KHON2 asked what could have made a difference Tuesday?

“I think that for a third year in a row we have failed as a legislative body to pass an airports corporation or an airport authority,” Wakai said, adding such an oversight board and centralized management could help “for us having some type of protocol to make sure that if in fact, heaven forbid, an incident like this were to be real in the future that we would have some type of state procedure versus just being chickens without their heads running around trying to figure stuff out on the fly.”

Late Wednesday afternoon the state Department of Transportation put out a statement saying they teed up an emergency operations center during yesterday’s incident and that an after-action review will see if any changes to the airport’s security plan is necessary.

Always Investigating asked the TSA, the Department of Transportation and the sheriffs division do they have a plan — and do they practice together — how to deal with false alarms and active shooters, had it been a real threat. We will continue to follow up.



HONOLULU The Hawaii Department of Transportation (HDOT) thanks the traveling public for its patience following an incident at Transportation Security Administration (TSA) Checkpoint 3 in Terminal 2 at the Daniel K. Inouye International Airport (HNL) on June 18, 2019 at approximately 2:10 p.m. HST that resulted in more than 40 flights being delayed and thousands of customers inconvenienced.

Upon further review, federal authorities determined an external battery charger used to power electronic devices malfunctioned creating a heating source. The charger was in carry-on luggage next to two laptop computers and a foam neck pillow which melted contributing to the smoke and odor in the checkpoint.

According to the TSA, in an effort to keep passengers safe TSA evacuated the checkpoint.  However, during that process some stanchions fell over creating a “pop, pop, pop” sound causing passengers to think a gun was being fired.  Passengers panicked and started running into the sterile area. Following the breach and subsequent evacuation, TSA conducted a security sweep of the airport and aircraft using explosive detection canines. At approximately 6 p.m., TSA reopened the security checkpoints in Terminal 2. TSA extended the shifts of on-duty TSA officers to ensure security lanes were staffed. By 9 p.m. HST, all TSA screening operations at all checkpoints had returned to normal.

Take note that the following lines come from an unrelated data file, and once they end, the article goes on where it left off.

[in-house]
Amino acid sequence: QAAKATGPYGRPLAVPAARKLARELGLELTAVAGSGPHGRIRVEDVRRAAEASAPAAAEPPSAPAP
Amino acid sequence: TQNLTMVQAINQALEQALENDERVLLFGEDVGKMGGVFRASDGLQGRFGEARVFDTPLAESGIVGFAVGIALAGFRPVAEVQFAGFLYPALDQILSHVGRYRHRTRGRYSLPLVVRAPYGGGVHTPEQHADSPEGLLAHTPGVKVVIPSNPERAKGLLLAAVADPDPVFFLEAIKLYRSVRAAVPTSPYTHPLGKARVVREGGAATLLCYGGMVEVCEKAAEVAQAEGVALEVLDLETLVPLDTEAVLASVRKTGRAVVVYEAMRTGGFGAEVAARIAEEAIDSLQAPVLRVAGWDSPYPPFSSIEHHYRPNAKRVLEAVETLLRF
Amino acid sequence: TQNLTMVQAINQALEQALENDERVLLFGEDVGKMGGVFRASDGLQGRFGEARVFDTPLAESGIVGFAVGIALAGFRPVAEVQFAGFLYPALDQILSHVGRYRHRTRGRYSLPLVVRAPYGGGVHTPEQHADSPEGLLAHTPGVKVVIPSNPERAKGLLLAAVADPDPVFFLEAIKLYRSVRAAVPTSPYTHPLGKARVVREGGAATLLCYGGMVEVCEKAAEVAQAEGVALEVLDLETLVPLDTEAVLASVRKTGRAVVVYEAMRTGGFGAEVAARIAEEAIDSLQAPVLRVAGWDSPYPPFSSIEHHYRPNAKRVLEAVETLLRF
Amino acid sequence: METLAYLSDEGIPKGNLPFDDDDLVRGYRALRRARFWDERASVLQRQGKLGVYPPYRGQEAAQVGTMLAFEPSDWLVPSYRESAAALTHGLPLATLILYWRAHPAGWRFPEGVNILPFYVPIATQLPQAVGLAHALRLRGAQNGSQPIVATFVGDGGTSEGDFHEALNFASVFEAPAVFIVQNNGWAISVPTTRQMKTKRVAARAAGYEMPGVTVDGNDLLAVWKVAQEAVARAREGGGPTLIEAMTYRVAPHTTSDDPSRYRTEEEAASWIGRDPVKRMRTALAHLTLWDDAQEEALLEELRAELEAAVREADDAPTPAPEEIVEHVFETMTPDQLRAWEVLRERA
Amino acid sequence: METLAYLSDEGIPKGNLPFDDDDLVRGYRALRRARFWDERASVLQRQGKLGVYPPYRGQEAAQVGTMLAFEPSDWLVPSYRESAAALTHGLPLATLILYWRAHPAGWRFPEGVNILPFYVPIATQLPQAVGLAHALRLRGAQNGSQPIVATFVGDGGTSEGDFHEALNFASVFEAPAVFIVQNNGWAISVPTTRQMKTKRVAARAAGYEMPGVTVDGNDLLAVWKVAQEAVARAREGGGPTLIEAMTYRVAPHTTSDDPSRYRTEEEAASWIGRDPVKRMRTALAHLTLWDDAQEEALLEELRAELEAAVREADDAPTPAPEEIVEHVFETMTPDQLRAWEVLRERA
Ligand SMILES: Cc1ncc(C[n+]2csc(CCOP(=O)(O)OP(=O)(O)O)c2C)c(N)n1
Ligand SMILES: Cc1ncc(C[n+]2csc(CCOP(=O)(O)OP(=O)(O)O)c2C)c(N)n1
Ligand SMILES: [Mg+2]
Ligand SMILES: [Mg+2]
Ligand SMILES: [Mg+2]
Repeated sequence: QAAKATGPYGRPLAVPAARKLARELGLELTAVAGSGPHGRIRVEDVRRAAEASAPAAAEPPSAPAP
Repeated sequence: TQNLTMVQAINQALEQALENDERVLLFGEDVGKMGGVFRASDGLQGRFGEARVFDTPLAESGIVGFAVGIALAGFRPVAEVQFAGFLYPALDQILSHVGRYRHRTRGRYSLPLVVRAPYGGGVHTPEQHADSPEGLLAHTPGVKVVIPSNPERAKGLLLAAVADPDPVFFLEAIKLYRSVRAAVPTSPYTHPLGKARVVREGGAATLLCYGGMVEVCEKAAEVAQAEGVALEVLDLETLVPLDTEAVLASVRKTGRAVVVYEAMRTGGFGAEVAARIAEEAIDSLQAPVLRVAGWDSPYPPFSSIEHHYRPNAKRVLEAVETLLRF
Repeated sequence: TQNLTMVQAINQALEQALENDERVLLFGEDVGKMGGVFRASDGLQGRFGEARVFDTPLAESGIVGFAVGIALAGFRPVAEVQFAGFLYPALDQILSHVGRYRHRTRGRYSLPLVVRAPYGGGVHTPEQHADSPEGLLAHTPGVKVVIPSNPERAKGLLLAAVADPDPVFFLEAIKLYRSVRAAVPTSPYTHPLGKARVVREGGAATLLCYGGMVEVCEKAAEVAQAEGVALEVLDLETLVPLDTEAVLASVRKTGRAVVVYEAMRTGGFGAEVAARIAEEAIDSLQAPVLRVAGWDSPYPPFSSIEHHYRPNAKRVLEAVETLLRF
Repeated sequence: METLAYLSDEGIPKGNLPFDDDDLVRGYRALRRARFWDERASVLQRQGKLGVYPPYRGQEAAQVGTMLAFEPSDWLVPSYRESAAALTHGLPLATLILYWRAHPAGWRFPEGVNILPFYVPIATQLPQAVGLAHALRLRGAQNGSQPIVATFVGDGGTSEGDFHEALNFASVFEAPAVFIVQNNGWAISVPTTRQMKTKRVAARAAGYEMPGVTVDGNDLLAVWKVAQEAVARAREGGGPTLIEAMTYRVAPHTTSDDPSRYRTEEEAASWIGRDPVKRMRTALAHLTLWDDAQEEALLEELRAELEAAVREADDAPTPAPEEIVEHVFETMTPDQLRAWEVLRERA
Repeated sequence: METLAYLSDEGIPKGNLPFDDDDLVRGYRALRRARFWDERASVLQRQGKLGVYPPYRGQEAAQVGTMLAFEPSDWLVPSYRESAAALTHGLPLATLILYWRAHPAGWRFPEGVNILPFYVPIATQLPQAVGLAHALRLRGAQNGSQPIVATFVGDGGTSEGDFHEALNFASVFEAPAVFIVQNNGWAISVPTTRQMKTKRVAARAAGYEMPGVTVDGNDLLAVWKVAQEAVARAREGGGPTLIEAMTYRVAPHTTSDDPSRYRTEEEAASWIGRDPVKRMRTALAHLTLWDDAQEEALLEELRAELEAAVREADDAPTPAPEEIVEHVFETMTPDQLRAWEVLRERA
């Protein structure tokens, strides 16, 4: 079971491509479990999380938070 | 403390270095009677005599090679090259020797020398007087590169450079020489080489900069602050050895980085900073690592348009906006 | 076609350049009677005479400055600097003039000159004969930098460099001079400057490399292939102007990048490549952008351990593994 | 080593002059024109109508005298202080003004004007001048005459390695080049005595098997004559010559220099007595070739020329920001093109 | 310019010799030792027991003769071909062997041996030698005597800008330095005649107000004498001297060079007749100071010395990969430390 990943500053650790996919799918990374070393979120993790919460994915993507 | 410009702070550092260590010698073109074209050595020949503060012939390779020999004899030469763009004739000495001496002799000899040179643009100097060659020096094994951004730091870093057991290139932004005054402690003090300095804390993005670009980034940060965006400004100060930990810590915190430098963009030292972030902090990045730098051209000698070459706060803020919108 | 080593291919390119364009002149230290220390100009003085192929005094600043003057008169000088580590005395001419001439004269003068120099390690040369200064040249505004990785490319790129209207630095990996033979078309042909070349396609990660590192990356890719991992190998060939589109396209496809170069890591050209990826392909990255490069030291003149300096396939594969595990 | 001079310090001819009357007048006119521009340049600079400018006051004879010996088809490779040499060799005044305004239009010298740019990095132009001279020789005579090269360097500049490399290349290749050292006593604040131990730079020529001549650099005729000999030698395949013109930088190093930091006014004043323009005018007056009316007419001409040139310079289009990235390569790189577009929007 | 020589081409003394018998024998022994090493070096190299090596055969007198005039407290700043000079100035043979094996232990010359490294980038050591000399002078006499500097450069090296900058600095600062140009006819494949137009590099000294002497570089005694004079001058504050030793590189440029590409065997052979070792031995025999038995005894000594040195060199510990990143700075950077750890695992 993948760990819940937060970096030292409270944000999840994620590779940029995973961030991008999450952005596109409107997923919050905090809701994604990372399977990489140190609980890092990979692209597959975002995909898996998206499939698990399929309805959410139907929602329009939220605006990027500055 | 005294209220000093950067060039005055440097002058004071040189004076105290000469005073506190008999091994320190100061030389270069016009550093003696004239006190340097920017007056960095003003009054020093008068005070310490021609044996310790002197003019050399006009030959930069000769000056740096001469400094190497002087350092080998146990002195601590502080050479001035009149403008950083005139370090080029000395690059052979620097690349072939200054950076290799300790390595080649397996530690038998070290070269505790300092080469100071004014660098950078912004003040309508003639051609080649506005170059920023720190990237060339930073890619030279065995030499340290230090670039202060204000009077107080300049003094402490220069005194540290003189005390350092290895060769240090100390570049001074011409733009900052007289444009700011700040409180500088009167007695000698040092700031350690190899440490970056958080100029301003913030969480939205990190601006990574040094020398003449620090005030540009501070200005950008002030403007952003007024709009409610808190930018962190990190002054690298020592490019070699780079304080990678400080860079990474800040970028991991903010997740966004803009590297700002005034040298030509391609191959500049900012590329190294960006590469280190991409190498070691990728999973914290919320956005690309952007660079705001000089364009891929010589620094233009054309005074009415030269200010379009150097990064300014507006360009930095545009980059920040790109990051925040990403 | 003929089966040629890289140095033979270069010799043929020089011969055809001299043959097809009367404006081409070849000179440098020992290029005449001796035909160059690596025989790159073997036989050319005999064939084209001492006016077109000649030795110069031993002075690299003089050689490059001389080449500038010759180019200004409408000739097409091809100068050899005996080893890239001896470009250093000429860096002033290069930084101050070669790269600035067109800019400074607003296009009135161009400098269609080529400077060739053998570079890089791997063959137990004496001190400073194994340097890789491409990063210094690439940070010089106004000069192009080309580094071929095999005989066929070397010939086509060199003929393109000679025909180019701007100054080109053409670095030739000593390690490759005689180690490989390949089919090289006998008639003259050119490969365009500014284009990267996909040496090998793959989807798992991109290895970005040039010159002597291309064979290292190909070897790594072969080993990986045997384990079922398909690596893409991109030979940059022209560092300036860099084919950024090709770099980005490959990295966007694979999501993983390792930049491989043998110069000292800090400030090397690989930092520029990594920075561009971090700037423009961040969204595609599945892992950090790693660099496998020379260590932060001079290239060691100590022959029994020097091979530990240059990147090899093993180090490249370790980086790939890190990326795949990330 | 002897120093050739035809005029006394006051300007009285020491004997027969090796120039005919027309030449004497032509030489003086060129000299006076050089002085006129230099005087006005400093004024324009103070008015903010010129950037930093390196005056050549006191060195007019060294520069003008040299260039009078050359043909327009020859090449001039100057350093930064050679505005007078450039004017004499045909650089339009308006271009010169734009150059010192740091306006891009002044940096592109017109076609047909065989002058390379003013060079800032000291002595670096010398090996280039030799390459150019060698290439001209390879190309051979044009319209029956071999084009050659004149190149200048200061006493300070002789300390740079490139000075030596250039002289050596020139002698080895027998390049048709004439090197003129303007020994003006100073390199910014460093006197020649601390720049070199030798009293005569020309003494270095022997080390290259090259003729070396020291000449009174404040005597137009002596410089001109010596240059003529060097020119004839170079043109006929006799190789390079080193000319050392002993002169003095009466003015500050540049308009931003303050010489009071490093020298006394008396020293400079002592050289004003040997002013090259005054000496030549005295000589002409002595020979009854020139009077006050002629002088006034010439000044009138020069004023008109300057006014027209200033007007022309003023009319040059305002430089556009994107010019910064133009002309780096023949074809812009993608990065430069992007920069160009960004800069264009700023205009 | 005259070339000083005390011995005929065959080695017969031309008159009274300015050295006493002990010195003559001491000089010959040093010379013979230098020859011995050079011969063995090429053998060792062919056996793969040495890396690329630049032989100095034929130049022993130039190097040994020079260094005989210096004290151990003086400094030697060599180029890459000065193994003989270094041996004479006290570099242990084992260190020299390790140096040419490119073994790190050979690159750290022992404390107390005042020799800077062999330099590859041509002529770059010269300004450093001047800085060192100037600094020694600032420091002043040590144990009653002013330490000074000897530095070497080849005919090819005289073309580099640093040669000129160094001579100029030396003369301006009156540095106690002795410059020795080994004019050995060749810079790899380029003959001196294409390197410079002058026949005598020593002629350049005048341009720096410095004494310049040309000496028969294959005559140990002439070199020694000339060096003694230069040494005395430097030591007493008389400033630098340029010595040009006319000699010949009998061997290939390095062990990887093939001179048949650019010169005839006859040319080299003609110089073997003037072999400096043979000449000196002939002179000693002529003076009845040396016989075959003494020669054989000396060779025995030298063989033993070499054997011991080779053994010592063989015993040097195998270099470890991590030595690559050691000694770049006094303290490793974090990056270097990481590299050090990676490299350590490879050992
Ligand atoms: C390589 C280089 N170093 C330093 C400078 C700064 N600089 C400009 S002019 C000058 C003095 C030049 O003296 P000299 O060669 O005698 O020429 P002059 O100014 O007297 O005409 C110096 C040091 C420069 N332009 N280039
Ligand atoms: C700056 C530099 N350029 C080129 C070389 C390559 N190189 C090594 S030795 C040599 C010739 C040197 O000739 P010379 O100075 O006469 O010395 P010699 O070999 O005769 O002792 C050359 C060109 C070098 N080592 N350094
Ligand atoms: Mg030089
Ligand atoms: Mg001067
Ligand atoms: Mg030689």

The Department of Public Safety Sheriff Division and Securitas law enforcement officers responded immediately to neutralize any possible threat. Initial reports of an active shooter were determined to be false and there were never any shots fired. Sheriff canine units also helped secure the checkpoints, sweep the airport terminal and maintained crowd control.

Aircraft Rescue and Fire Fighting (ARFF) units stationed at HNL were called and responded to Checkpoint 3. ARFF firefighters also helped people who suffered minor injuries in the ensuing incident. No one was transported to the hospital.

Discussions with representatives from the various stakeholders at the airport began during the incident as an Emergency Operations Center (EOC) was established at HNL. The meetings are continuing this week with after action reports to review the details of the incident and determine if any modifications to the airport security plan are necessary.